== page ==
Dear Friends of the Center for Buddhist Studies,
Please join us on February 14th at 4 pm in Presidio Room, Student Union for the next lecture of Ōbaku Ingen/Lingyin Lecture Series of the term! This is a hybrid event (in-person/zoom).
To receive a link to the webinar, please sign up for our email list here: http://eepurl.com/gb2yaD. If you are already on our list and have updated your preferences by selecting "Lectures and Academic Research," you will receive the link soon.
The year 2022 marks the 350th death anniversary of Zen Master Yinyuan Longqi (隱元隆琦1592-1673, Ingen Ryūki in Japanese). Special ceremonies and events will be held in both Japan and China to honor this great Zen master. In North America, the Center for Buddhist Studies, College of Humanities at the University of Arizona is organizing a series of commemorative events which will run for one year beginning May 3, 2022. These events will present and explore the extraordinary life of Zen Master Yinyuan and the great achievements of the Huangbo 黃檗 Chan tradition (known as the Ōbaku school of Zen Buddhism in Japan) that Yinyuan pioneered in China and Japan. These events highlight the intersection between religion, art, and culture in China and Japan and will be presented in both online and offline formats. Activities will include an online exhibition of works of art related to the Ōbaku tradition, academic lectures, musical performances, and tea-related events. (Visit our Ōbaku Ingen website at: ingen.arizona.edu)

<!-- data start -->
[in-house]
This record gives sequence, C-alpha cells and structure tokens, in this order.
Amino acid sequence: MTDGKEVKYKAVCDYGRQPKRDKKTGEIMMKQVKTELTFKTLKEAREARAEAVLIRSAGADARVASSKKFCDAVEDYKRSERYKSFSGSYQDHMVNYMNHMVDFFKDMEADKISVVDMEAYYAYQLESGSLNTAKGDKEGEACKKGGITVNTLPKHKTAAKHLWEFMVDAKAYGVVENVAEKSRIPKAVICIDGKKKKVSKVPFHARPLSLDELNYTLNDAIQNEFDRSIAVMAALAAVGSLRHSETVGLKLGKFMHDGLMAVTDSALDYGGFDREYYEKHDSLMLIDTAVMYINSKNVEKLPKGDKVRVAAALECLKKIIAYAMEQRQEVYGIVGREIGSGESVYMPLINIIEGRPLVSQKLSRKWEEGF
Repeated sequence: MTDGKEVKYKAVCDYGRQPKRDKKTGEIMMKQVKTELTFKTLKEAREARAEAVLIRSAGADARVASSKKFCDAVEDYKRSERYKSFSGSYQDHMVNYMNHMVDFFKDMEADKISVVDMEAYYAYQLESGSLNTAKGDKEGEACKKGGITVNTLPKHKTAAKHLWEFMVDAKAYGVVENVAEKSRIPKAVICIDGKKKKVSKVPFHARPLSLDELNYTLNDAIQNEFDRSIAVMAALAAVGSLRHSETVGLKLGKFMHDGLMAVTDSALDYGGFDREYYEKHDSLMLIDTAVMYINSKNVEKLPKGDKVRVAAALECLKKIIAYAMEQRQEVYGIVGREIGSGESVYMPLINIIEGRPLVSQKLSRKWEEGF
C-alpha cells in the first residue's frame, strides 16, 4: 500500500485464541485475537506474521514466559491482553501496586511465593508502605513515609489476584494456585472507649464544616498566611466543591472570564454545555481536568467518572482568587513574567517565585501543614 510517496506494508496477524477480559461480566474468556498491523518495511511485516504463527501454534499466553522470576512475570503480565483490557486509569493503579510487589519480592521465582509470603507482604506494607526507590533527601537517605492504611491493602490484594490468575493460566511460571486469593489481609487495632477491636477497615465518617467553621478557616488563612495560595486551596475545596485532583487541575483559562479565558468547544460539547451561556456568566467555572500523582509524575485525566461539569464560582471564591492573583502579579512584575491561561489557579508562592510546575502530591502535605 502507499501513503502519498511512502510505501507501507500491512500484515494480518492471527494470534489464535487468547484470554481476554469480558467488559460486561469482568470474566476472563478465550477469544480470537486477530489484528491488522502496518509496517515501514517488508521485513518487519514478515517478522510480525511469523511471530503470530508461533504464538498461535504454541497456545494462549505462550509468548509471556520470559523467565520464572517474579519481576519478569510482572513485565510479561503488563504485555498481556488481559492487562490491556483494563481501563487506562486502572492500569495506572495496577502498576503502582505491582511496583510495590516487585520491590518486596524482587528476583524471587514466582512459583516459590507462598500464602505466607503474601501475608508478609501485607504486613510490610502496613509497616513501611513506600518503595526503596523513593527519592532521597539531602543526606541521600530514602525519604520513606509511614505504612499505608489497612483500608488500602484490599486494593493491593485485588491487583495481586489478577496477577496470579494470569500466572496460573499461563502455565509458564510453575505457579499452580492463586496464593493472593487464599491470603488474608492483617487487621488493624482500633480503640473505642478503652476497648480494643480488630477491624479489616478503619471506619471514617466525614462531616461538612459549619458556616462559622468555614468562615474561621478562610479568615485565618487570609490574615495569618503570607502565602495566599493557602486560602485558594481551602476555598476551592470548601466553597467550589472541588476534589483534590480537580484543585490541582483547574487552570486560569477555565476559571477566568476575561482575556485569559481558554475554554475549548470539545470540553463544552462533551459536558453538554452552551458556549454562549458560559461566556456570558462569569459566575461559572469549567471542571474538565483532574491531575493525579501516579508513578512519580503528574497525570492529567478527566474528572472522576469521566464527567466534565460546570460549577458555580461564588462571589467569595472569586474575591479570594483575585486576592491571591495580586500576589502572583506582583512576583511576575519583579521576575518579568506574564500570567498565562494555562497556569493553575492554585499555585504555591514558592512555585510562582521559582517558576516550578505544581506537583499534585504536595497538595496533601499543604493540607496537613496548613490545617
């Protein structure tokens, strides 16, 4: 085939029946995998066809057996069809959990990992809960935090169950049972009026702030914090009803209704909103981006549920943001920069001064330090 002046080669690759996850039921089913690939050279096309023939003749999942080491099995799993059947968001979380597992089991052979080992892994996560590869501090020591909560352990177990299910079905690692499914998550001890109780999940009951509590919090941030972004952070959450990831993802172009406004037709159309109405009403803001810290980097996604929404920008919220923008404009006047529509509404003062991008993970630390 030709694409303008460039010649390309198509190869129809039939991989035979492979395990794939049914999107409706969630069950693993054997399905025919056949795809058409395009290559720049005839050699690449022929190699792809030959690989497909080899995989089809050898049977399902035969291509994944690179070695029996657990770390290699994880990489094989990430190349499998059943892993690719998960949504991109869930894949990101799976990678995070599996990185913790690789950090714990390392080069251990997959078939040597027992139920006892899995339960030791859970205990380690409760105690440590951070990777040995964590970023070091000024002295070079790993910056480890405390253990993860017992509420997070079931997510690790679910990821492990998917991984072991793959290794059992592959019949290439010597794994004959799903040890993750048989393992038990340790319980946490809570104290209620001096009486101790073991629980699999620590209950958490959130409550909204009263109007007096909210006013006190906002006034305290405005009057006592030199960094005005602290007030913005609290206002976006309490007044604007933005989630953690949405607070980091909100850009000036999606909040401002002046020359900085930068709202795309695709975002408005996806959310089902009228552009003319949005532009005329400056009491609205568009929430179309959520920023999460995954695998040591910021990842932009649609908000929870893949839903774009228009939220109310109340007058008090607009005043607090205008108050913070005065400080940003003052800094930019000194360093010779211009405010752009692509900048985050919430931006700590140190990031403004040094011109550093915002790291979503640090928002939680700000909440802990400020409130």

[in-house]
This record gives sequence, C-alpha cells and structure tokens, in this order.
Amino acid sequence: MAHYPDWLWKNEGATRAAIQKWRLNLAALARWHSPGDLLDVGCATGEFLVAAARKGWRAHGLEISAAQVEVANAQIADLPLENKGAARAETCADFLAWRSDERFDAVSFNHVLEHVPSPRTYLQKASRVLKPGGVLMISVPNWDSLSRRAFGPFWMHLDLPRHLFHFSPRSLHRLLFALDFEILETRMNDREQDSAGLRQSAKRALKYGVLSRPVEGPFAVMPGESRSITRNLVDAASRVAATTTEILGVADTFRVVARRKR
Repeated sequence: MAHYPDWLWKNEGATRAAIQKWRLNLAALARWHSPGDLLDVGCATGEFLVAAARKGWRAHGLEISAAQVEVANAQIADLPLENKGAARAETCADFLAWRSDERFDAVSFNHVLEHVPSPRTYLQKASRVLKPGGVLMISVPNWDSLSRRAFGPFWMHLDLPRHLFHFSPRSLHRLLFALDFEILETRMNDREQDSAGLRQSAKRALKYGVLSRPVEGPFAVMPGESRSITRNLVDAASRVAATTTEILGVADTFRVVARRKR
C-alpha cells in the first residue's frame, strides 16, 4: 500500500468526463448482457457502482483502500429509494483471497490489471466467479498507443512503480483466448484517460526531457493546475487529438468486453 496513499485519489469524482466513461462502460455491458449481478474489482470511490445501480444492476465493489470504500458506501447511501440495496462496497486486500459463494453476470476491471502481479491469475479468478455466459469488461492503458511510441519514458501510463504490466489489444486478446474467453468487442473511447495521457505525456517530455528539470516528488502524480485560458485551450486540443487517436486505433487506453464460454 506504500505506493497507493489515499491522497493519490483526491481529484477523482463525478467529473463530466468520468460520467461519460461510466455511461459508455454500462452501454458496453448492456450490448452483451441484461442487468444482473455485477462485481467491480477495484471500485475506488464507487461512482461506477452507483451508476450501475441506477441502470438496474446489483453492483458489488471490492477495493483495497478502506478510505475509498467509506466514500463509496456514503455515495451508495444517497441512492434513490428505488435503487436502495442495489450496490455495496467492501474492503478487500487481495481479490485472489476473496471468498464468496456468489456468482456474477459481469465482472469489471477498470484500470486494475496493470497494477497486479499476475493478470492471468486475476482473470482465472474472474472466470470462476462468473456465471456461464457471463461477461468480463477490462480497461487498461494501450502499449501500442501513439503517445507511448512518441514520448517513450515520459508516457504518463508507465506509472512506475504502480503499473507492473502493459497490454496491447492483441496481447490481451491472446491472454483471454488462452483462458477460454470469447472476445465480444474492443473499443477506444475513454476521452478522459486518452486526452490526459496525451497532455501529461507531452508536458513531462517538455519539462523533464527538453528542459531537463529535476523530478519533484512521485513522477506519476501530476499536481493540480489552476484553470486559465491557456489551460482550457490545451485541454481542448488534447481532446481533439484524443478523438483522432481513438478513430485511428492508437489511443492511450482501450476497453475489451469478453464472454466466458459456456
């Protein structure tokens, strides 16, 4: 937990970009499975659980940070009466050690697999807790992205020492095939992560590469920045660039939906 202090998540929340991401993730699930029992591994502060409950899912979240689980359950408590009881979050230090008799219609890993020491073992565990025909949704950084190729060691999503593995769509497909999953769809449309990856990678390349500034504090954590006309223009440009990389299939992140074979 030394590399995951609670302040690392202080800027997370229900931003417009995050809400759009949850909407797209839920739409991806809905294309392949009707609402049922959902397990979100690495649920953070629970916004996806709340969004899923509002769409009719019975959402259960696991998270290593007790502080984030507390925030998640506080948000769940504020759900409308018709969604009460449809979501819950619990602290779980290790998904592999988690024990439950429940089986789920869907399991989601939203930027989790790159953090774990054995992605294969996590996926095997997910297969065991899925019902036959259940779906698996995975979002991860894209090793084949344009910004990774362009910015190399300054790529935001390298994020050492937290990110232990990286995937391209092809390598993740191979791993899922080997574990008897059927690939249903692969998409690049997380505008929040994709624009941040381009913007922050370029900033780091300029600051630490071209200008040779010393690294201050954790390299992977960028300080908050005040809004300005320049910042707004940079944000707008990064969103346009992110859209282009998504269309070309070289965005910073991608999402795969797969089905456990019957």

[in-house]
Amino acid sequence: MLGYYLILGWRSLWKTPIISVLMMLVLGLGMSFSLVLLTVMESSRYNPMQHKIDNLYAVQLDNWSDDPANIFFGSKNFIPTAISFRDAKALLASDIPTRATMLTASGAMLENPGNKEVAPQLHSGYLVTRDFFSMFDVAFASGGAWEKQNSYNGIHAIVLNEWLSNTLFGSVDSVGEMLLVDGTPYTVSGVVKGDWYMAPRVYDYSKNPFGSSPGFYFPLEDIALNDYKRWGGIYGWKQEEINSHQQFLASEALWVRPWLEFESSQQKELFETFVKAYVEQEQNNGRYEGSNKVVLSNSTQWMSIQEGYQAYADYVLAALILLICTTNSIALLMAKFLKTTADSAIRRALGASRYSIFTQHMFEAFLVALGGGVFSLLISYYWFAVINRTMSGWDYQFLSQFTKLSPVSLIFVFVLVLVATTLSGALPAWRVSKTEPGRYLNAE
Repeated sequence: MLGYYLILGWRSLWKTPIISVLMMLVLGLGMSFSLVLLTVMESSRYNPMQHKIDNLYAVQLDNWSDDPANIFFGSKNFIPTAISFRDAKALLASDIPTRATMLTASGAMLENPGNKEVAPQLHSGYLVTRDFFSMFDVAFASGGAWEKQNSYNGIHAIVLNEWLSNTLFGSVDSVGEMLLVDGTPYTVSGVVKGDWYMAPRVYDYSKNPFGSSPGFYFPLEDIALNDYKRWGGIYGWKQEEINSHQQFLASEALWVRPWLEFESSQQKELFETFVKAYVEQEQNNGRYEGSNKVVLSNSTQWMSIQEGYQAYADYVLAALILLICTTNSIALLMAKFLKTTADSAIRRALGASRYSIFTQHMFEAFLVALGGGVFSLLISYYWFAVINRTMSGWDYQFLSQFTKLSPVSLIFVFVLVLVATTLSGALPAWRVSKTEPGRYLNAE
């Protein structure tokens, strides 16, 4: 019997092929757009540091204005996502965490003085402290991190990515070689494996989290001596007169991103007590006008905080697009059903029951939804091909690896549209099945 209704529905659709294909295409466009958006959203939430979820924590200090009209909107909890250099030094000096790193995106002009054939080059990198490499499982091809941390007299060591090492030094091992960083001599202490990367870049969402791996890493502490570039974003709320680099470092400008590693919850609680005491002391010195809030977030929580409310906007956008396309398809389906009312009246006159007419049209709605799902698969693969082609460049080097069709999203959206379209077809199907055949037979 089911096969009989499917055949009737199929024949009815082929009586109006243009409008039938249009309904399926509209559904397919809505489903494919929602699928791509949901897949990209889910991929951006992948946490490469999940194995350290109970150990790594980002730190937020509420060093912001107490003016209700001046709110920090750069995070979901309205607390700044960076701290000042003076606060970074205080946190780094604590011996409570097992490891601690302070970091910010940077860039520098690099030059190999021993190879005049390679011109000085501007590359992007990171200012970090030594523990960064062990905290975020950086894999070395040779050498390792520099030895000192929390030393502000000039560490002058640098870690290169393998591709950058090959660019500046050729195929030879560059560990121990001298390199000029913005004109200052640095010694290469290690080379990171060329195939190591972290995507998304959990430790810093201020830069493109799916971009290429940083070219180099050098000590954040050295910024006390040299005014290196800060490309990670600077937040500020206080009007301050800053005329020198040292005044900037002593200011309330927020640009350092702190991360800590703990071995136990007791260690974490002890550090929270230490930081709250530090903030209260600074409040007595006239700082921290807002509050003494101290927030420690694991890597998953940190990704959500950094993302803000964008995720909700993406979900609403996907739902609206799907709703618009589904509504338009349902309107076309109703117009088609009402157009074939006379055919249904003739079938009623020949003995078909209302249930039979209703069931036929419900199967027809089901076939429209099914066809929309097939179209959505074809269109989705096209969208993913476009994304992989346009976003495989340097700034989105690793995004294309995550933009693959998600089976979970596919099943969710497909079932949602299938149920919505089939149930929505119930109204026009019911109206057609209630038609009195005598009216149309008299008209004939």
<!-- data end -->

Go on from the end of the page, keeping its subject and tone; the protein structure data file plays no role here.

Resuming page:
Talk title: “How to Read Ingen’s Portraits”
Speaker: Dr. Elizabeth Horton Sharf (Independent Scholar)
Time and Location:
Time: 4:00-5:30 pm (Arizona Time)
Location: Presidio Room, Student Union
Address: 1303 E University Blvd, Tucson
The abbot of a Chan/Zen monastery was regarded ex officio as a living Buddha around whom revolved the religious, social, and institutional life of the monastery. The Chinese Ōbaku abbots, in early modern Japan, were, moreover, the living embodiments of southern Chinese literati culture in Japan; they were agents for the transmission of the scientific, technological, religious, and artistic achievements of the late Ming and early Qing. As such, their portraits partook of their charisma and were highly esteemed objects of religious devotion. In this lecture, I will give an introductory overview of portrait paintings of the most renowned Ōbaku abbots, with special reference to images of Ingen, the lineage’s versatile and venerable founder.
Elizabeth Horton Sharf has a PhD in Asian Art History from the University of Michigan (1994) and is interested in East Asian Buddhist portraiture. Her dissertation features paintings of Ōbaku Zen abbots. She is also co-editor with Robert Sharf of Living Images: Japanese Buddhist Icons in Context (Stanford, 2001). She is now helping curate an online exhibition celebrating the 350th death anniversary of Ōbaku Zen founder Ingen Ryūki (Yinyuan Longqi) organized by the Center for Buddhist Studies at the University of Arizona.
These lecture series are made possible thanks to the generous support from Wanfu Temple in Fuqing, Lingyin Temple in Hangzhou, and Matcha.com.
Please follow us on social media to receive future updates:
Facebook: Center for Buddhist Studies
Center's website: cbs.arizona.edu
We look forward to seeing you there!